Course Meeting Times
Lectures: 2 sessions / week, 1.5 hours / session
This subject introduces the key concepts and formalism of quantum mechanics and their relevance to topics in current research and to practical applications. Starting from the foundation of quantum mechanics and its applications in simple discrete systems, it develops the basic principles of interaction of electromagnetic radiation with matter.
Topics covered are composite systems and entanglement, open system dynamics and decoherence, quantum theory of radiation, time-dependent perturbation theory, scattering and cross sections. Examples are drawn from active research topics and applications, such as quantum information processing, coherent control of radiation-matter interactions, neutron interferometry and magnetic resonance.
By the end of the term you should be able to:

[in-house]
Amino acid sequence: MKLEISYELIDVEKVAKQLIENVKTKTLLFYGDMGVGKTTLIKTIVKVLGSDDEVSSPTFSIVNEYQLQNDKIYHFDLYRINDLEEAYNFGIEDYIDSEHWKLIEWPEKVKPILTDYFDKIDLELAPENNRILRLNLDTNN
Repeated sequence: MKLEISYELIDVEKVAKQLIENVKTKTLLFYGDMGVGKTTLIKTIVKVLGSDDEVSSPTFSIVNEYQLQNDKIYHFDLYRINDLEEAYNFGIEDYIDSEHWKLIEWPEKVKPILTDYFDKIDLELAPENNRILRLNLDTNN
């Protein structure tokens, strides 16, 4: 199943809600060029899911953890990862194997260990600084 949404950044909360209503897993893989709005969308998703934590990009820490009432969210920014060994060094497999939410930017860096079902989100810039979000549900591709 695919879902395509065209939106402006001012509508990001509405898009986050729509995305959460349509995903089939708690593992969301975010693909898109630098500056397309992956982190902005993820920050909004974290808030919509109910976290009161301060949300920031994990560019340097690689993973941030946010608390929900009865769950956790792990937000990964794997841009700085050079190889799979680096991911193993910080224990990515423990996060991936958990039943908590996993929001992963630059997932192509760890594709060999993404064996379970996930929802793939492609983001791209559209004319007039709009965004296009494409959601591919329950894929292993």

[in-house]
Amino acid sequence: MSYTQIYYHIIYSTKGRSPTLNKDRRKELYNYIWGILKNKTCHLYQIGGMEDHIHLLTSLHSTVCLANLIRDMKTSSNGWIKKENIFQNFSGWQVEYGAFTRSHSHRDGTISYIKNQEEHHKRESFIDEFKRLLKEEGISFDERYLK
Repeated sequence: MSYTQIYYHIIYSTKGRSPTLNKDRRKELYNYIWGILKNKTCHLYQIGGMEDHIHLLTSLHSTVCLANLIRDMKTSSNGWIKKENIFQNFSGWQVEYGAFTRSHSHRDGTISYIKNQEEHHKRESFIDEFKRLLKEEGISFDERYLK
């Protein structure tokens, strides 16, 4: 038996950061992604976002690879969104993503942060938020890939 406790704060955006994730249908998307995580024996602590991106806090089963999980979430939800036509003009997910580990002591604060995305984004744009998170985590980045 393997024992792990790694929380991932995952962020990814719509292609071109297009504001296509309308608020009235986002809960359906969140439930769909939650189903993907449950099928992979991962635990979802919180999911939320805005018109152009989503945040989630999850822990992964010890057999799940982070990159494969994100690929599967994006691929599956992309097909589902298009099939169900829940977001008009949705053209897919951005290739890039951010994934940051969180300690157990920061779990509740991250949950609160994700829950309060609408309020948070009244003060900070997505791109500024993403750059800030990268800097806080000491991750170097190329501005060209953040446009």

- Understand the concepts of modern quantum mechanics at a graduate level (such as entanglement, open quantum system dynamics, atomic interaction with quantized EM field).
- Map experimental systems into simplified physical models, describe them with the appropriate mathematical apparatus and solve for their properties/evolution (also with the help of numerical methods).
- Grow an appreciation (interest?) for contemporary topics of research in quantum mechanics and its applications.
- Stop worrying about passing the qualifying exam!
Mathematical basis and quantum mechanics postulates
Closed system dynamics (the two-level system)
Composite systems and entanglement
Open quantum systems
Quantum harmonic oscillator
Quantum description of the electromagnetic field
Atomic processes (absorption, stimulated and spontaneous emission)
Scattering and interaction with matter
Requirements and Grading
6 homework assignments
1 midterm exam
1 final exam
Homeworks will be graded on a 0–1 scale, with zero if no HW is turned in and 1 if a serious effort in solving the problems has been made. The final grade will be given by the scores obtained in the midterm and final exams (with equal weights) multiplied by the average of the homework grade.